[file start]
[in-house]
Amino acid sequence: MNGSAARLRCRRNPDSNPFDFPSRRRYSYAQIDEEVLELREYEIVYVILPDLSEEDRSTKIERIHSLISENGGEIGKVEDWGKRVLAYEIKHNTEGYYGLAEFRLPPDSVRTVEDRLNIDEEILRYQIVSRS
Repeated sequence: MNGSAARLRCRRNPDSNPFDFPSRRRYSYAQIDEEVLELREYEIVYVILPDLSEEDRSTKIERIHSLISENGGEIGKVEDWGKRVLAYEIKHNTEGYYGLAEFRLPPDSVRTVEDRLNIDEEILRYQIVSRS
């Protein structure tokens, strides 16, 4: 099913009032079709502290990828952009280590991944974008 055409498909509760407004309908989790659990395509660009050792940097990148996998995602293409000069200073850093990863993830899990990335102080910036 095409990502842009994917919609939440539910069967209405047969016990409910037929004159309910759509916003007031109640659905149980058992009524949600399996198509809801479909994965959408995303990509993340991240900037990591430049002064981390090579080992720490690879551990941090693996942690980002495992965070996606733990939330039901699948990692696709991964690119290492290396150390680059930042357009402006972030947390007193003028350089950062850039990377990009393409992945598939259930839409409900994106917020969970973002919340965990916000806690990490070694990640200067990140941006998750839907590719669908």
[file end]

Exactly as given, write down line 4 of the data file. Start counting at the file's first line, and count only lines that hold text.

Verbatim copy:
């Protein structure tokens, strides 16, 4: 099913009032079709502290990828952009280590991944974008 055409498909509760407004309908989790659990395509660009050792940097990148996998995602293409000069200073850093990863993830899990990335102080910036 095409990502842009994917919609939440539910069967209405047969016990409910037929004159309910759509916003007031109640659905149980058992009524949600399996198509809801479909994965959408995303990509993340991240900037990591430049002064981390090579080992720490690879551990941090693996942690980002495992965070996606733990939330039901699948990692696709991964690119290492290396150390680059930042357009402006972030947390007193003028350089950062850039990377990009393409992945598939259930839409409900994106917020969970973002919340965990916000806690990490070694990640200067990140941006998750839907590719669908």